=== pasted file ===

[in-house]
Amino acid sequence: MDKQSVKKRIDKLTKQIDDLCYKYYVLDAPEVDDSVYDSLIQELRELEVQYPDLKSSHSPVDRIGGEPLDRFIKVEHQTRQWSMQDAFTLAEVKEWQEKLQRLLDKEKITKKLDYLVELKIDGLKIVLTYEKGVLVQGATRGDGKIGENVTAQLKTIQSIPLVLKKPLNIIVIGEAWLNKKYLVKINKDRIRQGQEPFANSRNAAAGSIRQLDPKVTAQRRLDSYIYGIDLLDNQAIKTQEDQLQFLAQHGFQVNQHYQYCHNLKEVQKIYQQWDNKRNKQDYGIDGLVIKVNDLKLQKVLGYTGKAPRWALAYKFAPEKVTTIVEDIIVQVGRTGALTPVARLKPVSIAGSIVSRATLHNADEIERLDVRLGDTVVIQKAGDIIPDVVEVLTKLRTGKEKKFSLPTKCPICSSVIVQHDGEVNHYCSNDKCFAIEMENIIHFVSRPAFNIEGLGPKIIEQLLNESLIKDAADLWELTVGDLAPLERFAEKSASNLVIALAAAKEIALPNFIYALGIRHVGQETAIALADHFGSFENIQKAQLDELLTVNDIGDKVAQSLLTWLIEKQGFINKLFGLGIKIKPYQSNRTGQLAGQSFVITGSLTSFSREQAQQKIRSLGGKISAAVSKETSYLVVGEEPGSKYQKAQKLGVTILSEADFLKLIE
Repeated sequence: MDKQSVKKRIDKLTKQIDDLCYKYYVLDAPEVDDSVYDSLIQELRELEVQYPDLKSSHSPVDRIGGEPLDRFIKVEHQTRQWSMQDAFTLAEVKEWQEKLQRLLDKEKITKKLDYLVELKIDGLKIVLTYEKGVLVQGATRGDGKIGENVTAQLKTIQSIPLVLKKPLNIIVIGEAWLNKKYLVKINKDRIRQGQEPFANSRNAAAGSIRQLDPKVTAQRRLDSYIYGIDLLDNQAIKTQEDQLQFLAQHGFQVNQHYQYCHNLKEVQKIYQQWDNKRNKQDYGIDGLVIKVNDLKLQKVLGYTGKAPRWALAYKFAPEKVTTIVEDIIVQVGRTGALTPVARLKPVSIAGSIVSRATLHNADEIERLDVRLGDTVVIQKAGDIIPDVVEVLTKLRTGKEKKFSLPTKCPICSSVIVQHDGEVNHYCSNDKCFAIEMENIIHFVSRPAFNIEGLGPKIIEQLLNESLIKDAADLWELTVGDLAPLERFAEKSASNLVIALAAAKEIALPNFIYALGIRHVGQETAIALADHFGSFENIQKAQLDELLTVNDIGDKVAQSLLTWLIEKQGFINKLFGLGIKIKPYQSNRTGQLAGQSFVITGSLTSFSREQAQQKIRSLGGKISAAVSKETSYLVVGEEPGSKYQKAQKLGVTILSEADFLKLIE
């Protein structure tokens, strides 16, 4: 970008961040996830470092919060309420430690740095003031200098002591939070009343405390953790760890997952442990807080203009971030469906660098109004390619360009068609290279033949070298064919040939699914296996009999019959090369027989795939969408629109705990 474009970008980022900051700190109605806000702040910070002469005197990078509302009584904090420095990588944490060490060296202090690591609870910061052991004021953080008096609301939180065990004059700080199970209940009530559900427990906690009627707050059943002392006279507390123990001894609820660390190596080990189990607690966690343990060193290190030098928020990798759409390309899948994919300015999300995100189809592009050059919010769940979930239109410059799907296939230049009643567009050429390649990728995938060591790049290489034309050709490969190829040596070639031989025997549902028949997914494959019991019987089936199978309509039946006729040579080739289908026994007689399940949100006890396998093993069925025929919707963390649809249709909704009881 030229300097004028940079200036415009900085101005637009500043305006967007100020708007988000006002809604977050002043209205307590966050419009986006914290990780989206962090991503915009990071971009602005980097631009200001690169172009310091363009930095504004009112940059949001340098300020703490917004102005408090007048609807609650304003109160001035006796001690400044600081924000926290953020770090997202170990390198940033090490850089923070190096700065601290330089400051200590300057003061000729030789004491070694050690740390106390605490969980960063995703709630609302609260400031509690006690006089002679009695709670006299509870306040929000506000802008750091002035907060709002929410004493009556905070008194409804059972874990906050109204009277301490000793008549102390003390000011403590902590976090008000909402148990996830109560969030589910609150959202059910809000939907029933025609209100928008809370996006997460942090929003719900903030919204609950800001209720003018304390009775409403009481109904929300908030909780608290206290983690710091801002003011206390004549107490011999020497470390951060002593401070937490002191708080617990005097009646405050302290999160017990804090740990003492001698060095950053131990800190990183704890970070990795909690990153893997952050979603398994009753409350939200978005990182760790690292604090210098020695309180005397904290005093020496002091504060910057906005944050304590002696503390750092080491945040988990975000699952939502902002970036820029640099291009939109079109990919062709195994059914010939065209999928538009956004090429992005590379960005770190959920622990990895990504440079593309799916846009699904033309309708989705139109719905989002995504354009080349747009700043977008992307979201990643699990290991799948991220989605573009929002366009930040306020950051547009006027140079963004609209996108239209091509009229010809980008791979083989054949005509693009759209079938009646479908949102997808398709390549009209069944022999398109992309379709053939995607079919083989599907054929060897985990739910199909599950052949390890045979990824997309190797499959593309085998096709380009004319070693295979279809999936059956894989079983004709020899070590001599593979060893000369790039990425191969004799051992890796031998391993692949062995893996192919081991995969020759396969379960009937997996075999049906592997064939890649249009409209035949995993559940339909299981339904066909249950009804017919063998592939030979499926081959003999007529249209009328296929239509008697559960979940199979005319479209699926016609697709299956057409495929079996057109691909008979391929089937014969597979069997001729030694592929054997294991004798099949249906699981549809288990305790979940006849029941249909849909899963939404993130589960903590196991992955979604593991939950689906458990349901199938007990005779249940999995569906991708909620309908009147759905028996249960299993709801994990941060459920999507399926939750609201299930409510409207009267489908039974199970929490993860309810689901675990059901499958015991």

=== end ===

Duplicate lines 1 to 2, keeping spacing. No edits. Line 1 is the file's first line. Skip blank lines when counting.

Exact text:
[in-house]
Amino acid sequence: MDKQSVKKRIDKLTKQIDDLCYKYYVLDAPEVDDSVYDSLIQELRELEVQYPDLKSSHSPVDRIGGEPLDRFIKVEHQTRQWSMQDAFTLAEVKEWQEKLQRLLDKEKITKKLDYLVELKIDGLKIVLTYEKGVLVQGATRGDGKIGENVTAQLKTIQSIPLVLKKPLNIIVIGEAWLNKKYLVKINKDRIRQGQEPFANSRNAAAGSIRQLDPKVTAQRRLDSYIYGIDLLDNQAIKTQEDQLQFLAQHGFQVNQHYQYCHNLKEVQKIYQQWDNKRNKQDYGIDGLVIKVNDLKLQKVLGYTGKAPRWALAYKFAPEKVTTIVEDIIVQVGRTGALTPVARLKPVSIAGSIVSRATLHNADEIERLDVRLGDTVVIQKAGDIIPDVVEVLTKLRTGKEKKFSLPTKCPICSSVIVQHDGEVNHYCSNDKCFAIEMENIIHFVSRPAFNIEGLGPKIIEQLLNESLIKDAADLWELTVGDLAPLERFAEKSASNLVIALAAAKEIALPNFIYALGIRHVGQETAIALADHFGSFENIQKAQLDELLTVNDIGDKVAQSLLTWLIEKQGFINKLFGLGIKIKPYQSNRTGQLAGQSFVITGSLTSFSREQAQQKIRSLGGKISAAVSKETSYLVVGEEPGSKYQKAQKLGVTILSEADFLKLIE